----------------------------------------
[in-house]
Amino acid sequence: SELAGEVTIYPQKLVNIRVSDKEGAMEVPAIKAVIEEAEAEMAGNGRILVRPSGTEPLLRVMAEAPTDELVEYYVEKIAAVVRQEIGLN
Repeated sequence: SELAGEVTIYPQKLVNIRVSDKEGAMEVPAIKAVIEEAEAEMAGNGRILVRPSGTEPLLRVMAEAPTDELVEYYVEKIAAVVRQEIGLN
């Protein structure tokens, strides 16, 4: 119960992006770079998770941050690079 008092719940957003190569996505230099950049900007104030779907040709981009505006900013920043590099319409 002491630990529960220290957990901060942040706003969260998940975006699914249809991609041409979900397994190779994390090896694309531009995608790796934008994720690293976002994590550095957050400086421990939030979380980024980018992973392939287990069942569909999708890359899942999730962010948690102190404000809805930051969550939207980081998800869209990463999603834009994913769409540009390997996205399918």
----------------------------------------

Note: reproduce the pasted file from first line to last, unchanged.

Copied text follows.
[in-house]
Amino acid sequence: SELAGEVTIYPQKLVNIRVSDKEGAMEVPAIKAVIEEAEAEMAGNGRILVRPSGTEPLLRVMAEAPTDELVEYYVEKIAAVVRQEIGLN
Repeated sequence: SELAGEVTIYPQKLVNIRVSDKEGAMEVPAIKAVIEEAEAEMAGNGRILVRPSGTEPLLRVMAEAPTDELVEYYVEKIAAVVRQEIGLN
């Protein structure tokens, strides 16, 4: 119960992006770079998770941050690079 008092719940957003190569996505230099950049900007104030779907040709981009505006900013920043590099319409 002491630990529960220290957990901060942040706003969260998940975006699914249809991609041409979900397994190779994390090896694309531009995608790796934008994720690293976002994590550095957050400086421990939030979380980024980018992973392939287990069942569909999708890359899942999730962010948690102190404000809805930051969550939207980081998800869209990463999603834009994913769409540009390997996205399918």